While there is some concern that this reduced level of genetic diversity may make the animals more vulnerable to environmental change and to disease, including cross-infections of human viruses, in some ways the inbreeding has been genetically beneficial.
The researchers have found fewer harmful loss-of-function variants among the mountain gorillas than in the more numerous western gorilla populations. These variants stop genes from working and can trigger serious and sometimes fatal health conditions.
After analyzing the variations in each genome, the scientists have discovered that mountain gorillas have existed in small numbers for several thousands of years.
Using recently-developed methods, they have been able to find out how the size of population has altered over the past million years.
Their calculations estimate that mountain gorilla populations have averaged in the hundreds for several thousands of years – much longer than previously thought.
First author, Dr Yali Xue, wh works at the Sanger Institute, said:
“We worried that the dramatic decline in the 1980s would be catastrophic for mountain gorillas in the long term, but our genetic analyses suggest that gorillas have been coping with small population sizes for thousands of years.”
“While comparable levels of inbreeding contributed to the extinction of our relatives the Neanderthals, mountain gorillas may be more resilient. There is no reason why they should not flourish for thousands of years to come.”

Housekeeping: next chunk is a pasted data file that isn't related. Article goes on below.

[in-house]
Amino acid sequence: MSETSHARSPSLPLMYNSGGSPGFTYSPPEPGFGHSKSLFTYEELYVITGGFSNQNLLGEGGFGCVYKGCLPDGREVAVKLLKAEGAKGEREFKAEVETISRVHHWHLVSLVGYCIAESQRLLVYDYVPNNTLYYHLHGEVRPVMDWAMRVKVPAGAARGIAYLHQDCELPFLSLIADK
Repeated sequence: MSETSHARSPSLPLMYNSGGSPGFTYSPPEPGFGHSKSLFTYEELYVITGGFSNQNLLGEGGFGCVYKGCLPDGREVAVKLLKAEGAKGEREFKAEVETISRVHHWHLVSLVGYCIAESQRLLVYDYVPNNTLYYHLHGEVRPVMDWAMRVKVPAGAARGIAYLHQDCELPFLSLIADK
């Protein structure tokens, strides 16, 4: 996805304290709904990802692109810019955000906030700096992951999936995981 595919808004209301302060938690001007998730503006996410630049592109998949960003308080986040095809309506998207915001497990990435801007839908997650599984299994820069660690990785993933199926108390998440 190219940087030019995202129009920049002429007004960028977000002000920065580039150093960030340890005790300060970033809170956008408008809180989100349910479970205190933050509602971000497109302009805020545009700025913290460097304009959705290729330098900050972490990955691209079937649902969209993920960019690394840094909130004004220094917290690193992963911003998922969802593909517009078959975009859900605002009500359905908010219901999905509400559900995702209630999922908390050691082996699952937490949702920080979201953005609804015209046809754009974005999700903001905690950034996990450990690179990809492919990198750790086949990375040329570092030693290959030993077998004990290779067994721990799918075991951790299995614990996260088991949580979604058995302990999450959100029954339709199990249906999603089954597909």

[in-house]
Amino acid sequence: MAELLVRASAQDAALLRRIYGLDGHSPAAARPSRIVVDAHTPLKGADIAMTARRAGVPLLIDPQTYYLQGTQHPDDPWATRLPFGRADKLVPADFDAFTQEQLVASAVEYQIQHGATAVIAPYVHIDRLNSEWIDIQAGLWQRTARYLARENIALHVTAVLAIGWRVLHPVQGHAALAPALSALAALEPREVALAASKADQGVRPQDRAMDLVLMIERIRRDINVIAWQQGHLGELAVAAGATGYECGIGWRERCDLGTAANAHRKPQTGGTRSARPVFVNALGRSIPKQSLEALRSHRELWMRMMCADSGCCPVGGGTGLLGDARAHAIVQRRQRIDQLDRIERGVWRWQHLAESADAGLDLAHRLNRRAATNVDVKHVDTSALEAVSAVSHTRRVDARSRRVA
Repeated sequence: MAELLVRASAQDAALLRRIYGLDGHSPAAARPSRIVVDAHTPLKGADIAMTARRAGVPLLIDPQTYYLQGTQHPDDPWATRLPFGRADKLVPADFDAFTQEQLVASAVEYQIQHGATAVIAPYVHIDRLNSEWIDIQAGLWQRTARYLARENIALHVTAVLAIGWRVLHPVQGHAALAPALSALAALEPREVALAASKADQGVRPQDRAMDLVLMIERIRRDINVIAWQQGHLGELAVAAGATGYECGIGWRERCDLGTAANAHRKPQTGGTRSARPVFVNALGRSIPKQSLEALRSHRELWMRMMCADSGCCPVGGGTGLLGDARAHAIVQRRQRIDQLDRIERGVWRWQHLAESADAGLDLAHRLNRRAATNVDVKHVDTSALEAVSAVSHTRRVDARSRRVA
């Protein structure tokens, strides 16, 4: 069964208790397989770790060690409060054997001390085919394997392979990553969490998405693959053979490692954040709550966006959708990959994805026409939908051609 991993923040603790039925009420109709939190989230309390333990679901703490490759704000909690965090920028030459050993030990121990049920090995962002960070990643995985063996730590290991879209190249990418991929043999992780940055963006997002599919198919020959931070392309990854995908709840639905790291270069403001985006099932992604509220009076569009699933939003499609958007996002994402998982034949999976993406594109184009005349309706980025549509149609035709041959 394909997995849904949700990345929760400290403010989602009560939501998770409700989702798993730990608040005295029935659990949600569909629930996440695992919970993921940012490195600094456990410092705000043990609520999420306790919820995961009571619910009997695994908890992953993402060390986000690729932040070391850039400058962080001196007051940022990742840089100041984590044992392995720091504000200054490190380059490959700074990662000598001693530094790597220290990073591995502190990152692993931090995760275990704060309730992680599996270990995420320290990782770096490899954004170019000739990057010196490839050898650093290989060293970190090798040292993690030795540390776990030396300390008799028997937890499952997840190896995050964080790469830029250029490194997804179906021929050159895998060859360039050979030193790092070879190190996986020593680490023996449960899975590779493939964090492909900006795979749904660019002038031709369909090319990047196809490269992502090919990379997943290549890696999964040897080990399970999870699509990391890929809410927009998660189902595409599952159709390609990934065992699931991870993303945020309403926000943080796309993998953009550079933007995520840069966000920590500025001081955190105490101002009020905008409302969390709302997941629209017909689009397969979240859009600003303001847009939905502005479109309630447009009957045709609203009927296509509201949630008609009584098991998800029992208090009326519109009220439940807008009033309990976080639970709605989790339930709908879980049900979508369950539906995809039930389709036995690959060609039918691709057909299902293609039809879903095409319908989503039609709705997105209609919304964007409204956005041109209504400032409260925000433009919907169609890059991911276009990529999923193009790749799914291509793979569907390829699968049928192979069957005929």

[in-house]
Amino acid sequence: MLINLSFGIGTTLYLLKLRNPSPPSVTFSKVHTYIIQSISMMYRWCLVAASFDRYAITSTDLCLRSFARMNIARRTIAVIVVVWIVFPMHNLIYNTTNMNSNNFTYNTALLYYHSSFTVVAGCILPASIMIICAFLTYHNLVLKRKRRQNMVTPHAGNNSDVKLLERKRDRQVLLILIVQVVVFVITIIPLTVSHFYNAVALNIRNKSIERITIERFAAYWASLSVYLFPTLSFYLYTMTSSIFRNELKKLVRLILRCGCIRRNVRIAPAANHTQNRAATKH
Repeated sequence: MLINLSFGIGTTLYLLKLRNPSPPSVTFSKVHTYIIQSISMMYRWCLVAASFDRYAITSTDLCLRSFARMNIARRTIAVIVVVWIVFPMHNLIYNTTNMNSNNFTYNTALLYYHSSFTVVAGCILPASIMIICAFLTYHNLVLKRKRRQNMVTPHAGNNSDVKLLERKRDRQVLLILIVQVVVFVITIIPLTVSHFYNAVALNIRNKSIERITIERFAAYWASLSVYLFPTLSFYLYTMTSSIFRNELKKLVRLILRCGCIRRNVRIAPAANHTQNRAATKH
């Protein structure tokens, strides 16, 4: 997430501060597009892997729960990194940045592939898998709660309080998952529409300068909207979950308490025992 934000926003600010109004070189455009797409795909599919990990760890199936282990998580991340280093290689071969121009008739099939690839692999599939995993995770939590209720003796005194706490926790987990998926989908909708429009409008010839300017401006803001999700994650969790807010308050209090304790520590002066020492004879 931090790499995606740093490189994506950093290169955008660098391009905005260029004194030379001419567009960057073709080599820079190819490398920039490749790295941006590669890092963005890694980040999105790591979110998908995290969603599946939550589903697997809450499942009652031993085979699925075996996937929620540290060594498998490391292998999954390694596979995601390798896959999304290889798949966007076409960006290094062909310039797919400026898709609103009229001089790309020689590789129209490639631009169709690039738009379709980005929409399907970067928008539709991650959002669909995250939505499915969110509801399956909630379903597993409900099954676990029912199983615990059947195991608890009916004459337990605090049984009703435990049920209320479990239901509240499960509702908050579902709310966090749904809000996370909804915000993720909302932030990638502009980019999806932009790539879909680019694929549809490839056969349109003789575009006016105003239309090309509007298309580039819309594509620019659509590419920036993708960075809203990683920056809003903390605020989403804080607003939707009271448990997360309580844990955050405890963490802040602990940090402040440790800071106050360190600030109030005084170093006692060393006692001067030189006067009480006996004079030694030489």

The research team hopes that the detailed, whole-genome sequence data gathered through this study will help in the conservation efforts.
Tracing captured or killed gorillas easier now
It should now be possible to identify the origins of gorillas that have been illegally killed or captured, now that a genome-wide map of genetic differences between populations is available.
This will make it easier to return more gorillas to the wild and prosecute poachers who hunt the animals for souvenirs and bush meat.
Dr Mike Cranfield, Co-Director of Gorilla Doctors, said:
“Our dedicated programme of clinical monitoring and intervention in cooperation with the Rwanda Development Board, the Institut Congolese pour la Conservation du Nature and local communities is helping to ensure the health and sustainability of endangered mountain gorillas.”
“Detailed genetic data help us trace where confiscated gorillas came from, and allows the assessment of the genetic health of the population as well as their susceptibility to certain health issues.”
This study was funded by the Wellcome Trust, the Royal Society, a license agreement with Cardiff University, an MICINN grant, an ERC Starting Grant, an NIH Grant, and the Howard Hughes Medical Institute.
Citation: “Mountain gorilla genomes reveal the impact of long-term population decline and inbreeding,” Yali Xue, Javier Prado-Martinez, Peter H. Sudmant, Vagheesh Narasimhan, Qasim Ayub, Michal Szpak, Peter Frandsen, Yuan Chen, Bryndis Yngvadottir, David N. Cooper, Marc de Manuel, Jessica Hernandez-Rodriguez, Irene Lobon, Hans R. Siegismund, Luca Pagani, Michael A. Quail, Christina Hvilsom, Antoine Mudakikwa, Evan E. Eichler, Michael R. Cranfield, Tomas Marques-Bonet, Chris Tyler-Smith, and Aylwyn Scally. Science. Published 10 April 2015: 348 (6231), 242-245. DOI:10.1126/science.aaa3952.